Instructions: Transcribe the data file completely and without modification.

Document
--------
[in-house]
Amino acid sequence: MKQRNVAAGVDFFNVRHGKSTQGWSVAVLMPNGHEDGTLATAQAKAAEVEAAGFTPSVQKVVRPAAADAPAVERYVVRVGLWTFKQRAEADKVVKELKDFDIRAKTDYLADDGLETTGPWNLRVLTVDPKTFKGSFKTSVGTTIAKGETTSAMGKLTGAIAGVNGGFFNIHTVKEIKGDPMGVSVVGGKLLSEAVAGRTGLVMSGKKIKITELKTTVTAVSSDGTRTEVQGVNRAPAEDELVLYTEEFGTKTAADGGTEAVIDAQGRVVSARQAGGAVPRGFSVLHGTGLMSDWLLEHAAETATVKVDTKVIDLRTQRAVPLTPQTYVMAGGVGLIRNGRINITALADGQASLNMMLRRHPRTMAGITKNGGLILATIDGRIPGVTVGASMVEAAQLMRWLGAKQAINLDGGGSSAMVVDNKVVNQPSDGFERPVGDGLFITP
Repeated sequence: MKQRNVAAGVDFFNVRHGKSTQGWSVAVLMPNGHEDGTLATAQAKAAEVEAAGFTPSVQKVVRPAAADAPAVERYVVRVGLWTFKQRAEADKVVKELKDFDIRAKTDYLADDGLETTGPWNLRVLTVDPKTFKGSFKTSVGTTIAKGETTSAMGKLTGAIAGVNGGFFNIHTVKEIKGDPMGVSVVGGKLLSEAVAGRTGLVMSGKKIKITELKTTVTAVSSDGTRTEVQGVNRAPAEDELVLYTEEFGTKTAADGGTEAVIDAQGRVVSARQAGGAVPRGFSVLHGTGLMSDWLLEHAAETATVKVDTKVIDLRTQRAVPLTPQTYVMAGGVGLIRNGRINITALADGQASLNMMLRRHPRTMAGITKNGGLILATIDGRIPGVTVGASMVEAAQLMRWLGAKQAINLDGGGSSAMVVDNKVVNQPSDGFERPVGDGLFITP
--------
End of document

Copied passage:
[in-house]
Amino acid sequence: MKQRNVAAGVDFFNVRHGKSTQGWSVAVLMPNGHEDGTLATAQAKAAEVEAAGFTPSVQKVVRPAAADAPAVERYVVRVGLWTFKQRAEADKVVKELKDFDIRAKTDYLADDGLETTGPWNLRVLTVDPKTFKGSFKTSVGTTIAKGETTSAMGKLTGAIAGVNGGFFNIHTVKEIKGDPMGVSVVGGKLLSEAVAGRTGLVMSGKKIKITELKTTVTAVSSDGTRTEVQGVNRAPAEDELVLYTEEFGTKTAADGGTEAVIDAQGRVVSARQAGGAVPRGFSVLHGTGLMSDWLLEHAAETATVKVDTKVIDLRTQRAVPLTPQTYVMAGGVGLIRNGRINITALADGQASLNMMLRRHPRTMAGITKNGGLILATIDGRIPGVTVGASMVEAAQLMRWLGAKQAINLDGGGSSAMVVDNKVVNQPSDGFERPVGDGLFITP
Repeated sequence: MKQRNVAAGVDFFNVRHGKSTQGWSVAVLMPNGHEDGTLATAQAKAAEVEAAGFTPSVQKVVRPAAADAPAVERYVVRVGLWTFKQRAEADKVVKELKDFDIRAKTDYLADDGLETTGPWNLRVLTVDPKTFKGSFKTSVGTTIAKGETTSAMGKLTGAIAGVNGGFFNIHTVKEIKGDPMGVSVVGGKLLSEAVAGRTGLVMSGKKIKITELKTTVTAVSSDGTRTEVQGVNRAPAEDELVLYTEEFGTKTAADGGTEAVIDAQGRVVSARQAGGAVPRGFSVLHGTGLMSDWLLEHAAETATVKVDTKVIDLRTQRAVPLTPQTYVMAGGVGLIRNGRINITALADGQASLNMMLRRHPRTMAGITKNGGLILATIDGRIPGVTVGASMVEAAQLMRWLGAKQAINLDGGGSSAMVVDNKVVNQPSDGFERPVGDGLFITP